Tennessee’s “Sunshine Law” prohibits two or more members of an elected body from discussing public business in private.
A special committee of the state legislature has been looking at ways to change the law — including loosening the restriction that as few as two members talking business is a violation.
King, of Kingsport, has said he recognizes the need for the state’s Sunshine Law, describing it as “a good thing” and “essential.”
But King said he thinks it’s just “good common sense” that there are times when two elected officials, such as county commissioners, would better develop and understand ideas if they were able to discuss them.
“I don’t see any harm in that,” King told the Times-News on Wednesday.
Last month, King introduced a resolution that the County Commission send a message to Nashville that Sullivan County would support a change in the law to allow two officials to meet and discuss public business in private, so long as two didn’t equal a quorum. In other words, they’d have to be members of a body with at least four members.
When King’s proposal came for a vote by the full commission on Monday, several commissioners said they’d like to see it expanded — so that the number of elected officials who could legally discuss public matters in private would only be limited by whether or not those meeting constitute a quorum.
A quorum is the minimum number of members of a body required to be present for business to be conducted. It is usually a majority. For the 24-member Sullivan County Commission, for example, 13 members constitute a quorum.
As the discussion unfolded Monday, King agreed to accept an amendment to his proposal that would send a message to state lawmakers that Sullivan County would support increasing the number of officials who can meet privately to any number less than a quorum.
Within 24 hours, however, King decided that was a mistake.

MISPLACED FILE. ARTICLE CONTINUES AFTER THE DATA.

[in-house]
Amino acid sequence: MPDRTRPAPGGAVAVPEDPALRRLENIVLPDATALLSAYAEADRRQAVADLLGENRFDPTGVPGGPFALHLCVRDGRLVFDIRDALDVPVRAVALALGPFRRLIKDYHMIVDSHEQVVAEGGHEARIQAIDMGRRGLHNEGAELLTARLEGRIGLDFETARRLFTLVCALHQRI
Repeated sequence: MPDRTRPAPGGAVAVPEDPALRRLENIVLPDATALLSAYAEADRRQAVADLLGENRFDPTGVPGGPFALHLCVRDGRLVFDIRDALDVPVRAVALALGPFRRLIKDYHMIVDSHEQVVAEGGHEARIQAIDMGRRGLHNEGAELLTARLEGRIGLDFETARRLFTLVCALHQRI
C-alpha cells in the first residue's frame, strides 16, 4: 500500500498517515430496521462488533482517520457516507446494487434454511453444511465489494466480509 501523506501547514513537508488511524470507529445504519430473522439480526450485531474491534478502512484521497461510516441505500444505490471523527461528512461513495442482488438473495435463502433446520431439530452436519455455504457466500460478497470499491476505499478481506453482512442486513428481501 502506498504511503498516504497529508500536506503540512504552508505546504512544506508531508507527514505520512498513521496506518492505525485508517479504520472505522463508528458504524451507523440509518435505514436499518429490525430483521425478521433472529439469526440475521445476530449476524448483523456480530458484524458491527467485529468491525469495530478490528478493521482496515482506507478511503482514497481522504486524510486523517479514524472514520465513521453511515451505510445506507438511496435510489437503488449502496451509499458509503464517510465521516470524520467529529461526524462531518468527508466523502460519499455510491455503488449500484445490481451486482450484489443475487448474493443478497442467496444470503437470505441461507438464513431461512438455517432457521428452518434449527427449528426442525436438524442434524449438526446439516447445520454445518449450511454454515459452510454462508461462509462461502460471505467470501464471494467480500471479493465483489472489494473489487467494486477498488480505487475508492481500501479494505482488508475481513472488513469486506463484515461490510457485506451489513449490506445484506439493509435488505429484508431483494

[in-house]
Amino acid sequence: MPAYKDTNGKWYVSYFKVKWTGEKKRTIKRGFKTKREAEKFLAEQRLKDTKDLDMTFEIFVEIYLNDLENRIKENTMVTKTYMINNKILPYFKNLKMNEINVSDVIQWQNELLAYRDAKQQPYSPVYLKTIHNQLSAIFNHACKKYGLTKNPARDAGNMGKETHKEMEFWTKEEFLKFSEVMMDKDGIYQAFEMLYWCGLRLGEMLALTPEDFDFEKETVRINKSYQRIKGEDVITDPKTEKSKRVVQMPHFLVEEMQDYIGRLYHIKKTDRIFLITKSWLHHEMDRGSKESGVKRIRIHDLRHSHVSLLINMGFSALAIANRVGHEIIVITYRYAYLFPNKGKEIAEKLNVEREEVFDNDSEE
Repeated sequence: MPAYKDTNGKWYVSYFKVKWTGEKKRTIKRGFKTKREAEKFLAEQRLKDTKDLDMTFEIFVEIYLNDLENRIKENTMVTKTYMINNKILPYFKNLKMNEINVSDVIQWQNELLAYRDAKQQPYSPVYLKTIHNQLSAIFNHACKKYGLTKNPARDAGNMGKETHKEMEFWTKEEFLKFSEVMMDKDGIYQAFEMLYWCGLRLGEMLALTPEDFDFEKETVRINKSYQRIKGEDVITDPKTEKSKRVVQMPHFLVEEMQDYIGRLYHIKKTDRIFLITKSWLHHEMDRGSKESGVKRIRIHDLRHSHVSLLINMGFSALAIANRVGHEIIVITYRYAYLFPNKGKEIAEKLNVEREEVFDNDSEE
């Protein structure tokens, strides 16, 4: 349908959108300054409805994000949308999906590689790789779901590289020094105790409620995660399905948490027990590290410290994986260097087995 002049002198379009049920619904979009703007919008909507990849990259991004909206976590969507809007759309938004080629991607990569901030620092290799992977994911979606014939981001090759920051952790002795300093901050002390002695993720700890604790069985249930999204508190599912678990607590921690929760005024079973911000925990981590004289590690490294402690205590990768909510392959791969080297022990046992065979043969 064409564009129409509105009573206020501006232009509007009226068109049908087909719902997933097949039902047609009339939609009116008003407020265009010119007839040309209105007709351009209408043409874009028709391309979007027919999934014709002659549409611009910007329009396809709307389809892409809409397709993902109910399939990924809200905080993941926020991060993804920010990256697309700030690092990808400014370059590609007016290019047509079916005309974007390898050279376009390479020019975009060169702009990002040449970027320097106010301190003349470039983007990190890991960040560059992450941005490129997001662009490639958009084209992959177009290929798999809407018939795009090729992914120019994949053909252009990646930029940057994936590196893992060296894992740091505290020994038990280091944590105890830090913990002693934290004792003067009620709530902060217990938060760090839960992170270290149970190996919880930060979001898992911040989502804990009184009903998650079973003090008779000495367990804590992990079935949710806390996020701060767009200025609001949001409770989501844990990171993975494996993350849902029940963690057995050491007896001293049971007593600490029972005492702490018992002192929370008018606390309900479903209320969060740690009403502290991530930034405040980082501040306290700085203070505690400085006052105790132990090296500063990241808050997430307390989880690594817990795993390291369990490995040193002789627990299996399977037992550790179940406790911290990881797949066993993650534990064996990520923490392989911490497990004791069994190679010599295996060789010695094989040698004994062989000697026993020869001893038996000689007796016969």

“After the commission meeting yesterday, I have come to the realization that I made a mistake by accepting a proposal ... to amend my resolution on the Sunshine Law from the original wording, which would allow two members to discuss matters outside of a (public) meeting as long as those two did not constitute a quorum,” King told the Times-News on Tuesday.
He will seek to have Monday’s vote nullified, King said.
“It is my intention at this point to bring my original resolution up again, asking that the vote (Monday) be rescinded,” King said. “Fortunately, what passed is only a recommendation to the state legislature, and in my opinion, has no chance of passing in the legislature.”
King said he realizes he may not be able to get other commissioners to agree to revisit the issue — after all, only one commissioner voted against the amended version.
And, had King not accepted the amendment, his fellow commissioners could have taken a separate vote to add the amendment without his approval.
Before the vote Monday, some commissioners said the current law is too restrictive because if two members can’t talk about issues, there is no way for them to even find a co-sponsor for proposals.
County Attorney Dan Street quickly took the floor to say state courts have ruled the current law does in fact permit that sort of discussion between two members.